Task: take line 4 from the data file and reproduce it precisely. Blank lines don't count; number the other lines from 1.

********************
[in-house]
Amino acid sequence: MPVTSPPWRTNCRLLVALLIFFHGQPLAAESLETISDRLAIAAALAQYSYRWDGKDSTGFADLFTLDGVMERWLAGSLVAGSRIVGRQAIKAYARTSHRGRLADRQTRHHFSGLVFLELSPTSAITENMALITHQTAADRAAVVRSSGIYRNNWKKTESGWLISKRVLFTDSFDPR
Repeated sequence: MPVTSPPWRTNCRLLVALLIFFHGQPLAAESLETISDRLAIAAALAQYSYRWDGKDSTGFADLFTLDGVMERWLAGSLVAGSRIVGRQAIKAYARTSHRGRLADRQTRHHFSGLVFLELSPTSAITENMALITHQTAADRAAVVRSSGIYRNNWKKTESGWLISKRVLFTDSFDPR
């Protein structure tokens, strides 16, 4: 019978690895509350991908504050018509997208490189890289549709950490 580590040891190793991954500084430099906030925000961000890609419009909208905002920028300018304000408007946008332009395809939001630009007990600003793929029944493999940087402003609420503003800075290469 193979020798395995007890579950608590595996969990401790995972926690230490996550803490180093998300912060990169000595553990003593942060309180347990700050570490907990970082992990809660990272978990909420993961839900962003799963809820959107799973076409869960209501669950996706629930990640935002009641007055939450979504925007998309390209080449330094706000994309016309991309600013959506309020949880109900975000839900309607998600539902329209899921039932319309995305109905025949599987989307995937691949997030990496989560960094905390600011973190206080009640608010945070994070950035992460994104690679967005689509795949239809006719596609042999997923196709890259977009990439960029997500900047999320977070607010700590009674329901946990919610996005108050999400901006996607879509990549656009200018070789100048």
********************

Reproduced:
């Protein structure tokens, strides 16, 4: 019978690895509350991908504050018509997208490189890289549709950490 580590040891190793991954500084430099906030925000961000890609419009909208905002920028300018304000408007946008332009395809939001630009007990600003793929029944493999940087402003609420503003800075290469 193979020798395995007890579950608590595996969990401790995972926690230490996550803490180093998300912060990169000595553990003593942060309180347990700050570490907990970082992990809660990272978990909420993961839900962003799963809820959107799973076409869960209501669950996706629930990640935002009641007055939450979504925007998309390209080449330094706000994309016309991309600013959506309020949880109900975000839900309607998600539902329209899921039932319309995305109905025949599987989307995937691949997030990496989560960094905390600011973190206080009640608010945070994070950035992460994104690679967005689509795949239809006719596609042999997923196709890259977009990439960029997500900047999320977070607010700590009674329901946990919610996005108050999400901006996607879509990549656009200018070789100048």